F#@king Up Everything
nytheatre.com review by Maura Kelley
October 7, 2009
From the first heavy metal chord of this show's opening title song, "F#@king Up Everything," I thought, "this show deserves to be playing in a bigger theatre." The show has a lot going for it: a talented cast with strong voices, a rockin' band, and quirky exciting music and lyrics by David Eric Davis. The story rings quite similar to ones we've seen before.
The first act sets up the multiple love interests. A geeky, neurotic puppeteer named Christian (Noah Weisberg) is desperately in love with the beautiful, aspiring singer, song-writer Juliana (Kate Rockwell). Jake (Neil Haskell), the bad boy lead singer of the band and best friend to Christian, is also targeting Juliana. Christian's overly neurotic and constant self-deprecating attempts to woo Juliana are played so capably and comically that I found myself rooting for Jake, aptly played by Haskell as Juliana's better romantic option, at least in the beginning of the show. Ivy, a close friend of Juliana's, played by cute Jenna Coker-Jones, harbors a secret crush for Jake while remaining stuck in an unfulfilled relationship with Tony (Leif Huckman), bass guitarist and pot-smoking fiend. Jones and Huckman are both strong actors and Coker-Jones sings a heartfelt rendition of "If He Were Mine." But I have to admit when the first act ended I was surprised it was so short, disappointed it was over, and couldn't wait for more.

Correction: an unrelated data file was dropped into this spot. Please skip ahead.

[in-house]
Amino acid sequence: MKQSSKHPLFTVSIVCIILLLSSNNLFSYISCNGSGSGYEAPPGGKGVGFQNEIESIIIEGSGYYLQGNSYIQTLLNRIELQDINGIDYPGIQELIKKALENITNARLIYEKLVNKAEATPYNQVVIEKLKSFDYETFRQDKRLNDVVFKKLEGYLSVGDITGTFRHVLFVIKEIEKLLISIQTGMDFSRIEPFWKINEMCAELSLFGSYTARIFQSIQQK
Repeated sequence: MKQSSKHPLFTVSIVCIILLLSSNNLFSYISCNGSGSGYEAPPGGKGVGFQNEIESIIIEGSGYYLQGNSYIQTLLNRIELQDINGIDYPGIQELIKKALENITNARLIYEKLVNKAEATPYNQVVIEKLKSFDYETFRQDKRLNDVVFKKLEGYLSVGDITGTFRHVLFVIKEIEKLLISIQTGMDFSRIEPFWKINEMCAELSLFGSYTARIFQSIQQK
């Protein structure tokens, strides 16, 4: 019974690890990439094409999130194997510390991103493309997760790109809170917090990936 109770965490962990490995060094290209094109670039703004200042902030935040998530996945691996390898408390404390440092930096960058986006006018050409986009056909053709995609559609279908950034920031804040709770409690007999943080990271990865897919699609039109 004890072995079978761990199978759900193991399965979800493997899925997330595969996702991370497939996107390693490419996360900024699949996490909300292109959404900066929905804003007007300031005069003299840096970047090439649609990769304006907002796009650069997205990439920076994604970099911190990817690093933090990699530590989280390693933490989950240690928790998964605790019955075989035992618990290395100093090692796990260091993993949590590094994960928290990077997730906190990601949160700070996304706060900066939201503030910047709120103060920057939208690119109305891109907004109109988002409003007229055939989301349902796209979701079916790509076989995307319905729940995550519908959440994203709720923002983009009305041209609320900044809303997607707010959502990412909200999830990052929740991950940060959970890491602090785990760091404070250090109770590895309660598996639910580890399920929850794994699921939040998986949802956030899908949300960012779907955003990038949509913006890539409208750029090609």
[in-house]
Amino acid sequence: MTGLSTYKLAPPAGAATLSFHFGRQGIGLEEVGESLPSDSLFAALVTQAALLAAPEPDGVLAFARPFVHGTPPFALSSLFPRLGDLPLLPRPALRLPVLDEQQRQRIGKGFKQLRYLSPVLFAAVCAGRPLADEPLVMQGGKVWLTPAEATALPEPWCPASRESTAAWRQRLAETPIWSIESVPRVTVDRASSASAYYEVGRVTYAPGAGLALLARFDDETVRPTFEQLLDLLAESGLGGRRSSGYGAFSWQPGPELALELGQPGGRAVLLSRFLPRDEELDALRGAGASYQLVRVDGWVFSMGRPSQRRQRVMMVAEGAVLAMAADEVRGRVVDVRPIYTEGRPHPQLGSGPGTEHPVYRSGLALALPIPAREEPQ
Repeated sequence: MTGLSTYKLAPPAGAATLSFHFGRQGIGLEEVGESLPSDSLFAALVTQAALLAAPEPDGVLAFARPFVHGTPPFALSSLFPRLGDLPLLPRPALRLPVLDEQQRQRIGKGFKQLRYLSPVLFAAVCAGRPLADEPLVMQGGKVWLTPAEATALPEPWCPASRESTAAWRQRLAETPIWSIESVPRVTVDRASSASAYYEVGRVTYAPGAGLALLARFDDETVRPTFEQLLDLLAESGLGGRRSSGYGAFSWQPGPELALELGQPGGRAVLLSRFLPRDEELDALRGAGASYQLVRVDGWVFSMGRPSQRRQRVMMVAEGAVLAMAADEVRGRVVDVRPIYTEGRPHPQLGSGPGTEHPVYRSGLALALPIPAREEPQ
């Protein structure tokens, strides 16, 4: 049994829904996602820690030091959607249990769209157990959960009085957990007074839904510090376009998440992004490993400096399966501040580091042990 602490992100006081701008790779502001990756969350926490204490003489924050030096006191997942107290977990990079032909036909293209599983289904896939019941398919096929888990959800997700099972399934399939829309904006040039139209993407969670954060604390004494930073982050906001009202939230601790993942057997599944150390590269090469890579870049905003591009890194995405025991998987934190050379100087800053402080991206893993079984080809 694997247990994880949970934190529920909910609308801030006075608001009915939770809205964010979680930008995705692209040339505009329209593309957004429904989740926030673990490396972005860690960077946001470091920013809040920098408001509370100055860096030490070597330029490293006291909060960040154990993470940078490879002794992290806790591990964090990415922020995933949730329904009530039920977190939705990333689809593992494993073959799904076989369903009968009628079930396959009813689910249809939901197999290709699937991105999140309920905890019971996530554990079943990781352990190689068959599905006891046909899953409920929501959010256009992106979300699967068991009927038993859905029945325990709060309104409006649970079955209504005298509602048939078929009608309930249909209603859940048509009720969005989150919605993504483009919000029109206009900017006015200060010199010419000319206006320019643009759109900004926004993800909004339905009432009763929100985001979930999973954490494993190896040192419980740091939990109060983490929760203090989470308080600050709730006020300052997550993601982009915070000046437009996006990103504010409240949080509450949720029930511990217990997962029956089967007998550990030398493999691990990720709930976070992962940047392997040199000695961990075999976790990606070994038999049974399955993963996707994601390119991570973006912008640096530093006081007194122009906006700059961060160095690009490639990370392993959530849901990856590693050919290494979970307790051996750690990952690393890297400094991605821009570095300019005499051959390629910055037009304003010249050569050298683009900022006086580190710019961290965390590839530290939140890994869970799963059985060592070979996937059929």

Some things I didn't find plausible. Christian seems to forgive his friend Jake too easily for hooking up with Juliana and then takes his advice on how to get a girl in "Guys Like Me." And no one ever seems the least bit worried when pothead Tony spends all of his days and nights stoned. As things toward the end of the show are tying up, you'd think by the title, F#@king up Everything, that the events might be a little more f#@ed up, outlandish, and crazy. I definitely thought there was room to go further. I did enjoy, however, that after Christian made a mistake there was a reprise of the "F#@king Up Everything" song.
I wished Rockwell got to finish her song, "Falling," because she was doing such a nice job with it and we were finally getting to see her. Rockwell seemed to be playing everything shy and safe which may have hurt the potential chemistry between her and Weisberg a bit.
A major highlight in the second act occurs when Broadway veteran Liz Larsen, who plays Arielle, the cougar and booking manager, devours the stage with her presence. The opening moment of "Arielle's Areolas" (which I'll leave to your imagination) is quite hysterically played by Weisberg and Haskell. But one of the biggest surprises of the evening is the dazzling and sexy drummer, John Rochette, who has a very small scene with the stoner, Tony. The tension and chemistry between the two of them for that page and a half of dialogue is genuine and the actors take their time with the comic moments. I would have loved to have seen the characters of Arielle and the unnamed drummer incorporated more into the show.
Overall, the show is quite enjoyable and charmingly performed by a talented cast. I truly hope it has legs to move to a bigger venue where it can loudly shine as a rock musical, with better sound which sometimes was a problem. Special mention goes to David Valentine for his ingenious puppets.